Kinam Kwon^{1}, Jaejin Cho^{1}, Seohee So^{1}, Byungjai Kim^{1}, Namho Jeong^{1}, and HyunWook Park^{1}

Metallic implants induce large field perturbations, which generate various types of artifacts according to the spatial encoding mechanisms in MRI. Especially, a frequency encoding dimension is influenced by bulk displacements with off-resonance frequencies and the pixel sizes are distorted in the frequency encoding dimension. In the abstract, a new learning-based method is proposed to map two metal-induced-artifacts images with positive and negative-polarity readout gradients into a metal-induced-artifacts-free image. Simulated data was utilized for training the network instead of real MR data that requires many resources to be collected.

The proposed network was modified from U-net as shown in figure 1.^{4}
The convolutional layers are appropriate to consider the bandlimited property
of the field perturbation induced by metal. A multi-scale architecture of U-Net
is efficient to increase receptive fields. The skip connection of each level
(yellow) is utilized to avoid loss of information. The skip connection between
input and output (gray) is utilized to learn only residual values between the
connection, which helps learning to be stable and fast.^{5} Sub-images
with 108$$$\times$$$108 and the
corresponding sub-image with 66$$$\times$$$66 are
utilized for input and output in the proposed network, respectively.

The overall scheme to generate the training data for the proposed
network is displayed in figure 2. We additionally generate susceptibility maps
by randomly performing erosion, dilation, and rotation operations and changing
susceptibility values from the digital model of total hip replacement implant.^{6}
The field maps are computed from the generated susceptibility maps.^{7}
Two images with positive and negative-polarity readout gradients ($$$I_{RO+}$$$ and $$$I_{RO-}$$$) are
generated, respectively, as follows:

$$I_{RO+}(x,y,b)=\rho(x+\frac{f-f_{b}}{rBW},y)\cdot RF(f-f_{b}) [1]$$

$$I_{RO-}(x,y,b)=\rho(x-\frac{f-f_{b}}{rBW},y)\cdot RF(f-f_{b}) [2]$$

where $$$x$$$ and $$$y$$$ are indices to represent spatial dimensions along the readout direction and the phase encoding direction, respectively, and $$$b$$$ is the spectral bins. In eqs. [1] and [2], $$$f$$$, $$$f_{b}$$$, and $$$rBW$$$ are off-resonance frequency, center frequency of the bin, and readout bandwidth per pixel, respectively; $$$\rho$$$ is the original image without spatial distortion; $$$RF$$$ is a function representing the RF excitation profile. A corresponding artifact-free image is generated as follows:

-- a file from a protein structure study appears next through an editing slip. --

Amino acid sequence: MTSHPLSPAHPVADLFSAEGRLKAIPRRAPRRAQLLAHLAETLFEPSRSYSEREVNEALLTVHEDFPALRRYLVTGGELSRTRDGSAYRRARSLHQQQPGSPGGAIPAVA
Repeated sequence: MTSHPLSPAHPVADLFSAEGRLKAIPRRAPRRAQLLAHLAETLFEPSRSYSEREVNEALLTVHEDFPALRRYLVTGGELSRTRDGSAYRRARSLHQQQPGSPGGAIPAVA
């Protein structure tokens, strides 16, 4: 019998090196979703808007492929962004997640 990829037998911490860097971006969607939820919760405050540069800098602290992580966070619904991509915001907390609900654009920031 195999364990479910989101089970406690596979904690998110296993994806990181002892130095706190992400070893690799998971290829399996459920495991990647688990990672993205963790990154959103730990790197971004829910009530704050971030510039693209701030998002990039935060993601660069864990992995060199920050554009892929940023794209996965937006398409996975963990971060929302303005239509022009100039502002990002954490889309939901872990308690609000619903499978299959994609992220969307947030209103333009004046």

$$I_{RO-free}(x,y,b)=\rho(x,y)\cdot RF(f-f_{b}) [3]$$

In the abstract, natural images from ImageNet
dataset were utilized for the original images.^{8} Total 0.5 million
training data were generated by variations of field maps and RF profiles, and various
original images.

To show the performance of the proposed method, a physical phantom
experiment was conducted using the 3T MRI system (Siemens Verio, Germany). The
imaging sequences were based on MAVRIC,^{9} and a physical phantom with
total hip replacement implant was scanned twice using positive and
negative-polarity readout gradients. Their imaging parameters are given as
follows: TR/TE=800/5ms, the number of spectral bins=25 (Gaussian RF profiles with
2.25 full-width-half-maximum separated by 1kHz), matrix size=512$$$\times$$$160$$$\times$$$20, voxel
size=1$$$\times$$$1$$$\times$$$5$$$mm^{3}$$$, and readout
bandwidth=780Hz/pixel.

Results

We proposed a U-net based network to map two images with positive and negative-polarity readout gradients into artifact-free image. The simulated data was utilized for learning the network to overcome an impractical work that collects pairs of images with and without metal-induced artifacts. The proposed method significantly reduced the imaging time to acquire metal-artifact-free images by using the positive and negative-polarity readout gradients instead of all phase encodings.

The proposed network was learned by minimizing mean squared error
(MSE) between the estimated outputs and desired outputs. The MSE loss function
has been known to produce blurring in estimated results,^{10} and their
effects can be seen in figures 3 and 4 (blue arrows). Various loss functions
like gradient difference loss would be applied to relieve this problem in
future works.

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2. Koch KM, et al. Imaging Near Metal: The Impact of Extreme Static Local Field Gradients on Frequency Encoding Processes. MRM 2014;71:2024-2034.

3. Artz NS, et al. Spectrally Resolved Fully Phase-Encoded Three-Dimensional Fast Spin-Echo Imaging. MRM 2014;71-681-690.

4. Ronneberger O, et al. U-Net: Convolutional Networks for Biomedical Image Segmentation. MICCAI 2015:234-241.

5. He K, et al. Deep Residual Learning for Image Recognition. CVPR 2016.

6. Shi X, et al. Metallic Implant Geometry and Susceptibility Estimation Using Multispectral B0 Field Maps. MRM 2017;77:2402-2413.

7. Marques JP, et al. Application of a Fourier-Based Method for Rapid Calculation of Field Inhomogeneity Due to Spatial Variation of Magnetic Susceptibility. Concepts in Magnetic Resonance Part B: Magnetic Resonance Engineering 2005;25:65-78.

8. Russkovsky O, et al. ImageNet Large Scale Visual Recognition Challenge. IJCV, 2015

9. Koch KM, et al. A Multispectral Three-Dimensional Acquisition Technique for Imaging Near Metal Implants. MRM 2009;61:381-390.

10. Mathieu M, et al. Deep Multi-Scale Video Prediction beyond Mean Square Error. ICLR 2016.